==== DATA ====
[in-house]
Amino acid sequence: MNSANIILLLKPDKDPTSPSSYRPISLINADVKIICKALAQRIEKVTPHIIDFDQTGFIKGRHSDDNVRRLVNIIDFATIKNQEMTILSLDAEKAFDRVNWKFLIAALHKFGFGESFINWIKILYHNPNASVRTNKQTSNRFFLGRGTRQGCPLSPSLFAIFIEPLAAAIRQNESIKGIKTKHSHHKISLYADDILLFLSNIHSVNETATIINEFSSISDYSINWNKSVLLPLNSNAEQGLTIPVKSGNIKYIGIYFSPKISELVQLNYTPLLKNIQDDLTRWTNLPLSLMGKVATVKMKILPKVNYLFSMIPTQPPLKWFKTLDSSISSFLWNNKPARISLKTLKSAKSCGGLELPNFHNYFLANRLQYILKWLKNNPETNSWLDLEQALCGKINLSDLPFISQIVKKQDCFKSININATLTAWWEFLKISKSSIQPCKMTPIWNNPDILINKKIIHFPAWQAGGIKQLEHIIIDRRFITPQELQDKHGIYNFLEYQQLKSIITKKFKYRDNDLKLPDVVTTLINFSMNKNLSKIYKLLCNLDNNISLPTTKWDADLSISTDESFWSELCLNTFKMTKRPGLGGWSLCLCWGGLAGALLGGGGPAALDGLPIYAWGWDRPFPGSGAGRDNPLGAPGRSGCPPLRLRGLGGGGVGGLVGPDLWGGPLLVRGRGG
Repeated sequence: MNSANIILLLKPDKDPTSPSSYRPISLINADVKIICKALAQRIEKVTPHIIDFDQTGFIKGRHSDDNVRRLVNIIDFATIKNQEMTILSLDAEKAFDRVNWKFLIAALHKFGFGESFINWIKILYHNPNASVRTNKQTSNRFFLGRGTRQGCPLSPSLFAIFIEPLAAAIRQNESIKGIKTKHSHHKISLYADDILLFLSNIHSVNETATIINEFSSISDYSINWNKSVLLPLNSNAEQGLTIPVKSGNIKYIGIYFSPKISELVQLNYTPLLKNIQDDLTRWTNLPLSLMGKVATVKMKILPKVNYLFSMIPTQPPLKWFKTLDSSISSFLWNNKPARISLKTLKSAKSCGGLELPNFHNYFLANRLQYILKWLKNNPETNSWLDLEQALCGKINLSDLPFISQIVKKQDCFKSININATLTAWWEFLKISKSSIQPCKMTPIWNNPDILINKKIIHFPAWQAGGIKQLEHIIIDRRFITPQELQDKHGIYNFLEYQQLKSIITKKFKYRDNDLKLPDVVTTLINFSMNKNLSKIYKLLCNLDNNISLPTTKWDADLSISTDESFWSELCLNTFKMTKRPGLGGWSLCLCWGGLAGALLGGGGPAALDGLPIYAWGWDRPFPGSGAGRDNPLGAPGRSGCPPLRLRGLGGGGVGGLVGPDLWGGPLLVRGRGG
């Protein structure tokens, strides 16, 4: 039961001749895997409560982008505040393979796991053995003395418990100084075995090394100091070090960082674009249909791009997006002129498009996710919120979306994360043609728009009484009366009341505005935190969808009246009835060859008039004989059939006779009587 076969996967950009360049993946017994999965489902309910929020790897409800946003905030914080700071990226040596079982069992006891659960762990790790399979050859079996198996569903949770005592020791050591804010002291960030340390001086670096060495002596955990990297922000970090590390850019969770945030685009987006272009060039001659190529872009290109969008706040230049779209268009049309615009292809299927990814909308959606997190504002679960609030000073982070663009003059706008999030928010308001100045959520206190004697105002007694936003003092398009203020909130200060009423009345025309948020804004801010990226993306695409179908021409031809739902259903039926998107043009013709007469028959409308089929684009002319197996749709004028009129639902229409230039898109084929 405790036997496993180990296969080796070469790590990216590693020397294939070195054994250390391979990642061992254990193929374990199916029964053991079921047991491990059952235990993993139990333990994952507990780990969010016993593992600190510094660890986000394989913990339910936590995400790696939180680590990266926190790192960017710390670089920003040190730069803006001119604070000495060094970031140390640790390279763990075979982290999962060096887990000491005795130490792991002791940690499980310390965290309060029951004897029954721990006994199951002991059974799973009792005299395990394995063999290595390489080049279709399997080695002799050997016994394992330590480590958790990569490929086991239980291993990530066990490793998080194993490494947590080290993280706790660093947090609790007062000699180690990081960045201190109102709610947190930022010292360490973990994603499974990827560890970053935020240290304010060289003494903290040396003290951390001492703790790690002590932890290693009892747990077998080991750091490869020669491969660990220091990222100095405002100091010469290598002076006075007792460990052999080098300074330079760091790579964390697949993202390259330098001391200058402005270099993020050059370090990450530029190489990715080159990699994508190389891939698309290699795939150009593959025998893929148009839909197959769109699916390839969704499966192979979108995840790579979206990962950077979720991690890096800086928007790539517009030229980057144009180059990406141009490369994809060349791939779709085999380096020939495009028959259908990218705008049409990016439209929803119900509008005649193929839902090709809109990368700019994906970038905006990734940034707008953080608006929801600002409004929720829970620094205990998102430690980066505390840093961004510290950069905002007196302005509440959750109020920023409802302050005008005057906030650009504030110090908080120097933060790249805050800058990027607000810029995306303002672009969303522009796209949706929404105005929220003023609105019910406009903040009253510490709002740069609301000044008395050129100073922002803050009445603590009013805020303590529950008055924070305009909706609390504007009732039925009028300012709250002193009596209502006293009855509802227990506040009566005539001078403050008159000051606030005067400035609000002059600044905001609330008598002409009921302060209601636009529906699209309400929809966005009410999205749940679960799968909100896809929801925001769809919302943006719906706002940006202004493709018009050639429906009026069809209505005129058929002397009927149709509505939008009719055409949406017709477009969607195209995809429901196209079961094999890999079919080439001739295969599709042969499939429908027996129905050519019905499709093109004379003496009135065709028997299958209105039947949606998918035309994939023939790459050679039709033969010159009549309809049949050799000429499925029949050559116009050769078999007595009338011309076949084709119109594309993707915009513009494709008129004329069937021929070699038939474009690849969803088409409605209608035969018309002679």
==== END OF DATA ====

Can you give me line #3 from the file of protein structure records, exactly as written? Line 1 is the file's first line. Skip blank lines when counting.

Repeated sequence: MNSANIILLLKPDKDPTSPSSYRPISLINADVKIICKALAQRIEKVTPHIIDFDQTGFIKGRHSDDNVRRLVNIIDFATIKNQEMTILSLDAEKAFDRVNWKFLIAALHKFGFGESFINWIKILYHNPNASVRTNKQTSNRFFLGRGTRQGCPLSPSLFAIFIEPLAAAIRQNESIKGIKTKHSHHKISLYADDILLFLSNIHSVNETATIINEFSSISDYSINWNKSVLLPLNSNAEQGLTIPVKSGNIKYIGIYFSPKISELVQLNYTPLLKNIQDDLTRWTNLPLSLMGKVATVKMKILPKVNYLFSMIPTQPPLKWFKTLDSSISSFLWNNKPARISLKTLKSAKSCGGLELPNFHNYFLANRLQYILKWLKNNPETNSWLDLEQALCGKINLSDLPFISQIVKKQDCFKSININATLTAWWEFLKISKSSIQPCKMTPIWNNPDILINKKIIHFPAWQAGGIKQLEHIIIDRRFITPQELQDKHGIYNFLEYQQLKSIITKKFKYRDNDLKLPDVVTTLINFSMNKNLSKIYKLLCNLDNNISLPTTKWDADLSISTDESFWSELCLNTFKMTKRPGLGGWSLCLCWGGLAGALLGGGGPAALDGLPIYAWGWDRPFPGSGAGRDNPLGAPGRSGCPPLRLRGLGGGGVGGLVGPDLWGGPLLVRGRGG